However, Burr follows the Hillary Clinton mantra: “You need both a public and a private position.”
Speaking at a North Carolina club where memberships run $10,000, Burr told the donor class quite the opposite, according to a leaked recording.
“There’s one thing that I can tell you about this: It is much more aggressive in its transmission than anything that we have seen in recent history,” he said, adding, “It is probably more akin to the 1918 pandemic.”
Burr went on to foretell of school closings and even the military being used when hospitals become overcrowded. However, he claims his stock sell-off was based merely on CNBC reports. It’s amazing how he read so much into public reports, while the rest of the market waited a week to crash.
Finally, we have Feinstein and Inhofe. Feinstein, together with her husband, sold up to $6 million in stocks, while Inhofe sold as much as $400,000. Like Loeffler, they have third party arrangements to handle their stock market moves.
On opposite sides of the political aisle, they unite often on the issue of war. Feinstein notoriously supervised appropriations for military contracts that benefited corporations her husband Richard Blum had strong financial interests in. Much poorer is Inhofe, who is a big war hawk anyway, be it promoting intervention in Venezuela, North Korea, Yemen, or heating up the cold war with Russia.
Do Americans actually believe they’re getting screwed over harder with insider trading than by these policies or general ineptitude and dereliction of duty?
Perhaps this media bandwagon of outrage is just too good an opportunity to miss. Who could be blamed for reveling in a story that ends with some probably crooked politicians being punished?
Unfortunately, there is a big catch that comes with this crusade against insider trading.
In addition to what has already been shown, that the absurd logic of criminalizing inside trading requires a universal human right to all market information, it should be noted that in practice, insider trading laws are simply the ruling bureaucratic elite’s means toward total power.
When someone with inside knowledge buys or sells stocks, the other trader who sells to or buys from the insider would have made the exchange anyway. There’s no victim, just as with any other voluntary transaction.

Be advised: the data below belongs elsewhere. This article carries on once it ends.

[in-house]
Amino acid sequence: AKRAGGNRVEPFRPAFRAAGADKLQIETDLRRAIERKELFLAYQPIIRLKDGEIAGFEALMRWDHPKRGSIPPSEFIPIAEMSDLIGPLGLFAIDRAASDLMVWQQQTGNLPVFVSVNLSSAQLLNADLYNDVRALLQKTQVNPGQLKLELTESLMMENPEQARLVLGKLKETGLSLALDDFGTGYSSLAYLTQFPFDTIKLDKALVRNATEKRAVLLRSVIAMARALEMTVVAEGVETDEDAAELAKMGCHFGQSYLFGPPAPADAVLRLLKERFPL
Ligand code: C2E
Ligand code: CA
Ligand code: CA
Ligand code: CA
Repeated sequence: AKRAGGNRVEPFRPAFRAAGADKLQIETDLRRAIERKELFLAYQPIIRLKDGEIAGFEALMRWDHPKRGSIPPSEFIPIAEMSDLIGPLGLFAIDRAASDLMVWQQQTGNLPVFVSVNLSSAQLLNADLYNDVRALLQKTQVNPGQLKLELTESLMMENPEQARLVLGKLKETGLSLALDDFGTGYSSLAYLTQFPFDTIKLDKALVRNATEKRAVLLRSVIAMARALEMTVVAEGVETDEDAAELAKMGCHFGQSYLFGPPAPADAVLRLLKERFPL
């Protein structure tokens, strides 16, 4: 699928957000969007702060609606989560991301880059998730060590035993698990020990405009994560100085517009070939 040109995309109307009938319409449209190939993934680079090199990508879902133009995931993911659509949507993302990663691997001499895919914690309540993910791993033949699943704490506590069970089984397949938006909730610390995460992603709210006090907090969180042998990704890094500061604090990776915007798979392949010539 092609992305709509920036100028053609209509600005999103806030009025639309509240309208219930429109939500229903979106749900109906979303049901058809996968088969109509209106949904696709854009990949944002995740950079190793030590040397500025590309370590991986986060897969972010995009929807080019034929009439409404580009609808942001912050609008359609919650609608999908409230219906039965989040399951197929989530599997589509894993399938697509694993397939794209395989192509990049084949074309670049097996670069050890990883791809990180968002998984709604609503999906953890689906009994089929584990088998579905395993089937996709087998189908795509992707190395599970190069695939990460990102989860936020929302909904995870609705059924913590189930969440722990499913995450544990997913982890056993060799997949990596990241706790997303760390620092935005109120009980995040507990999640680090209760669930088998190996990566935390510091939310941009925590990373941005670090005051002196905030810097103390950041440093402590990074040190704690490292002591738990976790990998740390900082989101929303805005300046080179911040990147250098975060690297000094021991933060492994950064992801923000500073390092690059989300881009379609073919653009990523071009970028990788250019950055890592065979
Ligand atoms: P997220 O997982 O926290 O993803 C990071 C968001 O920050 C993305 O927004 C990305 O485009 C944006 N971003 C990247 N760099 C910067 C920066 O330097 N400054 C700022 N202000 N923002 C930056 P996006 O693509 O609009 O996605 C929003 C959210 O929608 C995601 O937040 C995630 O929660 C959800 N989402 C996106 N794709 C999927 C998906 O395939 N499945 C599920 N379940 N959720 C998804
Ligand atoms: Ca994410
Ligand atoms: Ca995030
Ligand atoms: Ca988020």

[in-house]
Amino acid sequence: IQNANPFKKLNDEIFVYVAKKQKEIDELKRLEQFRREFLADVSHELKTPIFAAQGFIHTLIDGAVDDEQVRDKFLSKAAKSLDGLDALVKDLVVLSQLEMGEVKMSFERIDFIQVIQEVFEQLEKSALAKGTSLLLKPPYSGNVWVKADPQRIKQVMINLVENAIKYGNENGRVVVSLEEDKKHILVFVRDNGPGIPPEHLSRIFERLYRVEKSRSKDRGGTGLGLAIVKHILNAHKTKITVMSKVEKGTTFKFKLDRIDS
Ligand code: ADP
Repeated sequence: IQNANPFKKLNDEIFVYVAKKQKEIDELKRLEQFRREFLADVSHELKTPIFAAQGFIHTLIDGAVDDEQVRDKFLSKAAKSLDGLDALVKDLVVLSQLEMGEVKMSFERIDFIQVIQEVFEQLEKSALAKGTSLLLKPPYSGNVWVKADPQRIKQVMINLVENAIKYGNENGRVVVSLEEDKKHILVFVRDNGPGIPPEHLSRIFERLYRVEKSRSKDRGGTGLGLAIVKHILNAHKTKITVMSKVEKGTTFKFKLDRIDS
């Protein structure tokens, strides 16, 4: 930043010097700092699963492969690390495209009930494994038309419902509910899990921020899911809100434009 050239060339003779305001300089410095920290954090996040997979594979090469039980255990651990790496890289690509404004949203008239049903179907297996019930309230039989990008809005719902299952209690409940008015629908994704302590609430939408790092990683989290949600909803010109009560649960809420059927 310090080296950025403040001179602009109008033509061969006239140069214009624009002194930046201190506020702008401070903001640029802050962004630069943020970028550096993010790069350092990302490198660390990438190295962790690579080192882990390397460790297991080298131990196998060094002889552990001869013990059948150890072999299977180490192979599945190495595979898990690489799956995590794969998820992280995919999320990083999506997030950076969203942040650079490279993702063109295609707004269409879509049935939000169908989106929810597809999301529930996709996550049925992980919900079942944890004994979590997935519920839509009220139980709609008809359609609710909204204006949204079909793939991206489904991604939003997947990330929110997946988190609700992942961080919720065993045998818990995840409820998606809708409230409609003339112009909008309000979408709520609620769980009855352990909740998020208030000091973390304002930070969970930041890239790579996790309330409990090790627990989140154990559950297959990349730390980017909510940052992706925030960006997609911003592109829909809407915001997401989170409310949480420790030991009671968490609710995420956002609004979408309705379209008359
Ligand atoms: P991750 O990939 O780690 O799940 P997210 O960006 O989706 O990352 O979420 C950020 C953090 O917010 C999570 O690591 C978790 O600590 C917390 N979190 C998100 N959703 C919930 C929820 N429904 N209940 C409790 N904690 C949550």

Insider trading is demonized no differently than how the radical left condemns “obscene profits.” The root of the attack is envy. Through envy, the state can easily move mobs in its preferred direction, and it can imprison those inconveniences, the disruptive capitalists.
“Profiting off a crisis” and similar rhetoric is an appeal to envy that Americans must see past in order to truly gain back their sovereignty.
What’s clear is that these senators lack the fortitude to be forthright with the people. And they’re not the only ones. Virtually all politicians keep up appearances of having things under control. When they inevitably lose control, because the world can’t be controlled, they overreact and overreach. Such is the story of coronavirus in America, where dependence on bureaucracy at home and abroad left millions vulnerable to disease, economic turmoil, and liberty restricted.
Now is the worst time to act on envy. This fragile society can’t handle it. Its institutions are hollowed out, the Congress being just one example of many.
The loss of public trust in institutions can be healthy when there is a moral foundation from which to rebuild. However, the reaction against these four senators is reflecting not just the low public trust, but a low social trust.
Just look at what the coronavirus scare is doing in major population centers, where there are scrimmages over toilet paper. How does the country come out the other side for the better?
If the mainstream media narrative, dripping with envy, is allowed to steer the public trust, it will have long lasting ramifications for the country’s already declining social cohesion.
These four senators reveal deep fault lines in the political system and possibly society as a whole. The fix won’t be as simple as criminalizing insider trading.